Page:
A ZOO desperate to survive the coronvirus pandemic has launched an urgent appeal for donations so it can continue to care for its animals.

The Welsh Mountain zoo, which opened in Colwyn Bay in 1963, faces an uncertain future if it can’t keep vital funds coming in.

Having furloughed half its staff, and suspended all day-to-day repairs and improvements - apart from those essential to the welfare of the animals - the site is costing more than £118,000 a month to run.

Running costs include salaries of keepers - all who remain working so the zoo can maintain its high standards of animal husbandry, welfare and security - as well as food, animal house heating, veterinary care and a small admin team.

The cost of animal food alone is £11,800 per month.

Speaking frank to the Pioneer, Nick Jackson, director at the zoo, admitted if the zoo runs out of money, decisions will have to be made about animals where alternative homes cannot be found.

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“This is a dreadful prospect. Finding new homes will be seriously impeded, if not completely prevented, by the Covid-19 crisis.

“We have real concerns about the survival of the Zoo.

“As a responsible charity we have held some money in reserve for emergencies.

“With past experience of diseases such as Foot and Mouth Disease our Trustees’ have felt it wise to hold some funds to keep going if the zoo had to close for a short period.

“If we cannot reopen to the public soon, when this money runs out we will be in desperate trouble.

"We are applying for UK and Welsh Government funding support, but as yet none has been provided.

“It is therefore critically important we get support from everyone who believes, as we do, that the Welsh Mountain Zoo - National Zoo of Wales, has an important role to plan in the cultural, educational and environmental life of Wales. And, of course, has concern for the welfare and survival of our wonderful animals.”

The Welsh Mountain Zoo, home to more than 140 species, plays an important role in terms of conservation locally and on a global scale.

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Tuppence the chimp, was born in Chester Zoo but was rejected by her mother and came to live with Welsh Mountain Zoo owner Nick Jackson and his family for the first two years of her life where she was hand reared

For more than 50 years, the zoo has undertaken the rescue and rehabilitation of grey and harbour seals. 

Mr Jackson said this work is now threatened by the current crisis.

“If we haven’t had some major funding from external sources or been allowed to re-open to visitors by the middle of July we will be in serious trouble,” he added.

“The only income at the moment is from our public fundraising campaign - £12,624 as of today’s date. This support from our friends and well-wishers is gratefully received and we sincerely hope it will continue.”

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A seal, that recovered at the Welsh Mountain Zoo, is released back into the sea at Penrhyn Bay. KR240119c.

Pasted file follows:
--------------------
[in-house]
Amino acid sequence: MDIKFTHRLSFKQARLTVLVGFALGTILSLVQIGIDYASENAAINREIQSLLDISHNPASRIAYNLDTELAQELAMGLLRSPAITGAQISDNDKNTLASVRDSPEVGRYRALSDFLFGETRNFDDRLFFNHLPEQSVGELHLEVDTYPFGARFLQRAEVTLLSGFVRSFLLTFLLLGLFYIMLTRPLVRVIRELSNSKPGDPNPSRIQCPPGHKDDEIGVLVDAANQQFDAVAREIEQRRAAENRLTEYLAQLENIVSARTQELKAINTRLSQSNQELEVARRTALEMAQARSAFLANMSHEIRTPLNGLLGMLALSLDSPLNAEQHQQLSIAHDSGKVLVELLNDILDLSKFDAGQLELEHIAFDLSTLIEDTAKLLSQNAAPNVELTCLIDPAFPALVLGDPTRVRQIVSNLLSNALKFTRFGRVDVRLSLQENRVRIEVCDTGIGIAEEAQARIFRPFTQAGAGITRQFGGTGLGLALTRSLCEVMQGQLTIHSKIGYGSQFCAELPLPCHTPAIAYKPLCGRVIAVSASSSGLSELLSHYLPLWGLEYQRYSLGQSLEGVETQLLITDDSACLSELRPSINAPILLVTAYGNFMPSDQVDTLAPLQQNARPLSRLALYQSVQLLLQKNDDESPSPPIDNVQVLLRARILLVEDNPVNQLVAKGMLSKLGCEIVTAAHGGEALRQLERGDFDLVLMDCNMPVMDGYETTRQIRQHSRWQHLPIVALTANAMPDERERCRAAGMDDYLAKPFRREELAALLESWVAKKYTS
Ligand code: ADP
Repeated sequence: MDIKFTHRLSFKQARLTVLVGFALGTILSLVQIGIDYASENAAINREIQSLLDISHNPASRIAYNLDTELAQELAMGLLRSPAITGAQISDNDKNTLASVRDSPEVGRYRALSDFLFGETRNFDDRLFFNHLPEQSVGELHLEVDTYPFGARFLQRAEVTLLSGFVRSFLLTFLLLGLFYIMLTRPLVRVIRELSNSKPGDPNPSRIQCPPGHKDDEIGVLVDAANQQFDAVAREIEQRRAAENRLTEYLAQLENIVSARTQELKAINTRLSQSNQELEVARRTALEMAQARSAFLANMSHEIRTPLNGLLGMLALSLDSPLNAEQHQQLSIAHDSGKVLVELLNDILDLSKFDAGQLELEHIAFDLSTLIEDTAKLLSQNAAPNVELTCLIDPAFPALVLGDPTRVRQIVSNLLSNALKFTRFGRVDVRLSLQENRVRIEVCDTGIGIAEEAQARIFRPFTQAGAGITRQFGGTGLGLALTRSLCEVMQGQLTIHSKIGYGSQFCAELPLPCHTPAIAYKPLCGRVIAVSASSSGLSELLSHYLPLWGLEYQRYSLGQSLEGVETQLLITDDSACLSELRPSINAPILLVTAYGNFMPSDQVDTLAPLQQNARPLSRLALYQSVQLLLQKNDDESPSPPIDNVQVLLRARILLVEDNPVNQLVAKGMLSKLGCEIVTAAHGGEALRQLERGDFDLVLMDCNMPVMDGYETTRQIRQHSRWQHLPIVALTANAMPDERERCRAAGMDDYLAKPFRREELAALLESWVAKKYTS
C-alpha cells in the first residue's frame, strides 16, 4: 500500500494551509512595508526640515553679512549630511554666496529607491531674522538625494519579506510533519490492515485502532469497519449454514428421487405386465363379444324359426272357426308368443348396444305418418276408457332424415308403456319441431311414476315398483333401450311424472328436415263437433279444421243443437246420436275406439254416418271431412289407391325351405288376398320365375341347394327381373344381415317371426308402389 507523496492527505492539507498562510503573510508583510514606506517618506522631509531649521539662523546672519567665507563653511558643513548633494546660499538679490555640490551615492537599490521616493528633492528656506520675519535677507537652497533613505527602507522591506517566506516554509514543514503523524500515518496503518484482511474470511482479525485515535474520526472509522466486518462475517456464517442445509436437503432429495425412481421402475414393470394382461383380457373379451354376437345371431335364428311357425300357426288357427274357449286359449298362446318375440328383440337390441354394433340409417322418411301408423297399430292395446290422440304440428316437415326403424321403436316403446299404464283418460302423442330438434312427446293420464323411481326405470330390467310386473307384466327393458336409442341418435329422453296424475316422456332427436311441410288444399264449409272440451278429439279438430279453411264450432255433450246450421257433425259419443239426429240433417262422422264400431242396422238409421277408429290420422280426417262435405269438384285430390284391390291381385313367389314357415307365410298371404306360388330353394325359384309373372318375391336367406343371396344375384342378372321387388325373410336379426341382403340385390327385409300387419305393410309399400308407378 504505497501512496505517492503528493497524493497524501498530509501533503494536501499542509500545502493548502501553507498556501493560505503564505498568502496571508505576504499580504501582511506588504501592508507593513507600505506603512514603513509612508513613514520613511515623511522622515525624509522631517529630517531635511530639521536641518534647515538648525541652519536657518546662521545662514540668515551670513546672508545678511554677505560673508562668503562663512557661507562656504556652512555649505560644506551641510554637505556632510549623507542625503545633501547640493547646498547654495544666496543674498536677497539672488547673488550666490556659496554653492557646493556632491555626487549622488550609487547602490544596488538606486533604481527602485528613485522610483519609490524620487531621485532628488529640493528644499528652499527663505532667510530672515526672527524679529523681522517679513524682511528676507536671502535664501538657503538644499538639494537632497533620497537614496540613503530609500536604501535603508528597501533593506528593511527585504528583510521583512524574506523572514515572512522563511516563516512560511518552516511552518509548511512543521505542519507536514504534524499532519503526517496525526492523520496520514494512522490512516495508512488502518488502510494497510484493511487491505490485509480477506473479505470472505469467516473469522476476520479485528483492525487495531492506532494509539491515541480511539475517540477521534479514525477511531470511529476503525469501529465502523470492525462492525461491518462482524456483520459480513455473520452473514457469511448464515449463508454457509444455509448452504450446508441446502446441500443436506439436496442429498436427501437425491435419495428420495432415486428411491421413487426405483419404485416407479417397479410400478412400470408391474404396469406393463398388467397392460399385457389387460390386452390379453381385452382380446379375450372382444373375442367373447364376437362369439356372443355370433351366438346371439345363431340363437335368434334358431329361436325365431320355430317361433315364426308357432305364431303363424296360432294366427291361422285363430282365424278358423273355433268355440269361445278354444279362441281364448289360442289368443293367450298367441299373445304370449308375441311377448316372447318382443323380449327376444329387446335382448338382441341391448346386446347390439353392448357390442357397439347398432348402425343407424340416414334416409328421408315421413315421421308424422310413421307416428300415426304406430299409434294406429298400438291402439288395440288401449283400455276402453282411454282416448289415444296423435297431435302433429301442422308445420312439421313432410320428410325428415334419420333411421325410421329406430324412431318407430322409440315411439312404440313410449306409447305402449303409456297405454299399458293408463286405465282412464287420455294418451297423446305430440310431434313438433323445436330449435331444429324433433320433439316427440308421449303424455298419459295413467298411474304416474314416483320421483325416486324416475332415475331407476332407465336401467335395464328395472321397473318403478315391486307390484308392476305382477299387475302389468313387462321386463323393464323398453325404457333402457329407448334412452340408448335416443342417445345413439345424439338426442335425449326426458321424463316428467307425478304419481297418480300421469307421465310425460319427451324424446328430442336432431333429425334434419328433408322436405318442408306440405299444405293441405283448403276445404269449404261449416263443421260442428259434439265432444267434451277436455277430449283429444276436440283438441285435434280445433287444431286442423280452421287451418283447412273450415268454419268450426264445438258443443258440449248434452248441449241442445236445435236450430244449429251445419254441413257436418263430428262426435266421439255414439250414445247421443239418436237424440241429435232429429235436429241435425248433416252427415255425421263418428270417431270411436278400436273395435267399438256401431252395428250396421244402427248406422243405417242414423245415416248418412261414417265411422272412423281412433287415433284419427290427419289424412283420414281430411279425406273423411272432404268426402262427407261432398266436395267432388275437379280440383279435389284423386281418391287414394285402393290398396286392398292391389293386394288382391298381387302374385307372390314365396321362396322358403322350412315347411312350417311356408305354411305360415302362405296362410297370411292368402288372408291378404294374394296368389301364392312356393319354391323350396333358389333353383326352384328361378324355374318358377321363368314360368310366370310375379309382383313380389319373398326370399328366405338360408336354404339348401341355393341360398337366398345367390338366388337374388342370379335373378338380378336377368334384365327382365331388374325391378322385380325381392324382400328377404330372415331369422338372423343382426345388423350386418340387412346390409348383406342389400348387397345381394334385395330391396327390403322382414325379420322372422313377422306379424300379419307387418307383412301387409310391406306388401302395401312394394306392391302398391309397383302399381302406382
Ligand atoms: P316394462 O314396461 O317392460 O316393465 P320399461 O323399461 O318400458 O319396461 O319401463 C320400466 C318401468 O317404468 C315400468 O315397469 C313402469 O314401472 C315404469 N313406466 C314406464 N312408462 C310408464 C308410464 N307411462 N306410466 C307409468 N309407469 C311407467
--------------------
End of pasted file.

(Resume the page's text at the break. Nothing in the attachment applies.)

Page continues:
This is the first time, in the zoo’s 57-year history, that it has had to close its gates for a prolonged period.

“We have contributed to the conservation of endangered species and the welfare of animals and people for generations," Mr Jackson added.

"The funding that sustains us not only keeps the zoo going but enables us to support field conservation projects in this country and abroad – looking after animals and their habitats such as snow leopards, red pandas, lemurs, pine martens and red squirrels."

The zoo's £1million ‘Silk Road’ snow leopard project is half built and half paid for.

Mr Jackson said the zoo had committed to the expenditure before Covid-19 struck and now 'cannot avoid this'.

"We need all the funding support we can get to make sure there is still a zoo to sustain these magnificent animals in their wonderful new home," he said.

The zoo normally maintains 34 permanent full-time staff, plus part-time and seasonal.

A total of 17 staff have been furloughed.

For those remaining on site, 'rigorous' biosecurity measures have been instigated across the keeping team including the use of personal protection equipment, strict hygiene measures and social distancing.

Animal care staff have been split into two separate teams. The teams do not share facilities and avoid contact, to help reduce cross infection should Covid-19 arrive in the Zoo.

Mr Jackson added: "Through April we have had the most wonderful spring weather and the zoo has looked beautiful but a zoo with no visitors is a zoo with no income. However beautiful it may be, we know it cannot be sustained without visitors.

"The zoo is a major part of the cultural life of North Wales. It has been a source of pleasure, education and enlightenment for generations of people.

“Generating over £2million into the economy each year, the zoo is the livelihood of many people and their families.

“The management and staff, guided by a supportive Board of Trustees, have dedicated their lives to the development of the zoo and its role in conservation, education, research, recreation and animal welfare.

“For the staff to lose their livelihoods will be hard enough, but to lose the zoo and the animals they have worked so hard to sustain will be devastating.”

To donate, visit www.welshmountainzoo.org or click here.